Senator Arlen Specter (R-PA) has never been a favorite of the far right. Often referred to as a "RINO" (Republican in Name Only), Specter has traditionally been quite moderate on the social issues that matter most to the right-wing base of his party. On Wednesday, November 3rd, Specter reignited their ire with an off-handed comment about how he did not believe that anti-abortion judges would be appointed during the next four years. "When you talk about judges who would change the right of a woman to choose, overturn Roe v. Wade, I think that is unlikely," Specter said in a post-election interview that threatened his appointment as Chairman of the Senate Judiciary Committee.1
As the senior ranking member of the Judiciary Committee, Specter would normally receive the position of chair without much debate. Instead Specter was forced to defend his right to ascend into the Chairman's role.
Conservative groups said Specter's comments suggested that he would not allow confirmation of an anti-abortion judge. In Tony Perkins' Washington Update from the Family Research Council they described the opposition to Specter's chairmanship by saying, "It began after he, as incoming chairman of the Senate Judiciary Committee, said he would impose an anti-life litmus test on the president's judicial nominees."2 Dr. James Dobson of Focus on the Family called Specter a "big-time problem."3
Many conservative groups started campaigns asking constituents to contact their congressional offices and voice opposition to Specter leading the Senate Judiciary Committee. Janet LaRue, Concerned Women for America's chief counsel, described these efforts saying, the grassroots "have inundated the Senate with tens of thousands of e-mails and phone calls protesting Specter's appointment as committee chairman…."4 The Christian Defense Coalition organized a pray-in on the steps of Congress to show their opposition and is planning a nationwide protest against Specter on December 9th.
As a result of the opposition and pressure from within his party, Specter later drafted a statement pledging that he would hold prompt hearings and votes on Bush's judicial nominees. He also promised to try to curtail Democratic filibusters on the nominees. In response to the conservative criticisms, he said in the statement: "I have not and would not use a litmus test to deny confirmation to pro-life nominees."5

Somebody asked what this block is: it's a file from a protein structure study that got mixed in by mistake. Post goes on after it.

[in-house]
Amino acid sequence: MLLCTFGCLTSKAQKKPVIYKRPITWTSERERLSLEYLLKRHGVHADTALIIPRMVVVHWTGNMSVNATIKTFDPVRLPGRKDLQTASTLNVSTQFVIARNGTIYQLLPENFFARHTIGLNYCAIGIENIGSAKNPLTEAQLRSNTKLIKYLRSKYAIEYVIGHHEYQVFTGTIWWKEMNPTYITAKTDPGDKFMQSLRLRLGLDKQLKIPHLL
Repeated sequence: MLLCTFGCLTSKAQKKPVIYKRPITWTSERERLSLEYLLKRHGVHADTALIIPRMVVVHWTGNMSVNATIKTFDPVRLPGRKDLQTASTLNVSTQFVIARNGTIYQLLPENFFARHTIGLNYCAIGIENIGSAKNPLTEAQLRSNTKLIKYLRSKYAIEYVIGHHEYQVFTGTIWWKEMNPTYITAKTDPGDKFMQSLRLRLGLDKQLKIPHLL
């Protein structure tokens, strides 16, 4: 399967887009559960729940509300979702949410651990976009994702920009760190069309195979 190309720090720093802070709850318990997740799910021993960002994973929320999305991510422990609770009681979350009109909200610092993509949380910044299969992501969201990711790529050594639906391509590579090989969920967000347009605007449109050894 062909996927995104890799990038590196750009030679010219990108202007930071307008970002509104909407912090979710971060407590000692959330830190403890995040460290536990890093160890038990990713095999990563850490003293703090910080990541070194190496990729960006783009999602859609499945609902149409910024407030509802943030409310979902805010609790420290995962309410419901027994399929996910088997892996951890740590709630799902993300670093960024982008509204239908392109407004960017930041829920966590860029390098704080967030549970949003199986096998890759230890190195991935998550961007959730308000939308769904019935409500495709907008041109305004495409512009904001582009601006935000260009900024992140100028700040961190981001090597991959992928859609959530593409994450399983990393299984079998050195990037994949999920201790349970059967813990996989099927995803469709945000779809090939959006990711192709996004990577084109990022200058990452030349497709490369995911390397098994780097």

The formal vote won't take place until January but it appears that Specter now has the position. The nine Republican members of the Judiciary Committee, including Senator Orrin Hatch (R-UT), the former chair, decided to back him after he released his statement. Hatch had to leave the chairmanship because of the Senate GOP's six-year term limits for chairmen.
Astute political observers note that this debate may be a harbinger of the civil war that threatens the Republican Party. In the meantime, reproductive rights leaders are still questioning whether this is a battle that they should become involved in. While Specter may be more moderate than many of his conservative colleagues, he is still far from a reproductive rights advocate. As Elizabeth Cavendish from NARAL Pro-Choice America said, "Arlen Specter is pro-choice the way Louisiana is French."6 NARAL gave him a 21 out of 100 points on its scorecard.7
- Mary Curtius, "Specter Draws Ire on Judge Comments," Contra Costa Times, 5 November 2004, accessed 29 November 2004
- Family Research Council, "A Specter of Promise," Tony Perkins' Washington Update, 19 November 2004, Electronic copy.
- Ellen Goodman, "Considering Alternatives, a Defense of Arlen Specter," Houston Chronicle, 17 November 2004, accessed 29 November 2004 < http://www.chron.com/cs/CDA/ssistory.mpl/editorial/outlook/2906904>.
- Robert B. Bluey, "Anti-Specter Forces Aren't Calling It Quits; Threaten Retaliation Against Santorum," Human Events, 19 November 2004, accessed 29 November 2004 < http://www.humaneventsonline.com/article.php?id=5842>.
- Helen Dewar, "Judiciary panel backs Specter; He promised prompt votes on Bush picks," Washington Post, 19 November 2004, accessed 29 November 2004 < http://www.washingtonpost.com/ wp-dyn/articles/A60964-2004Nov18.html>.
- Ellen Goodman.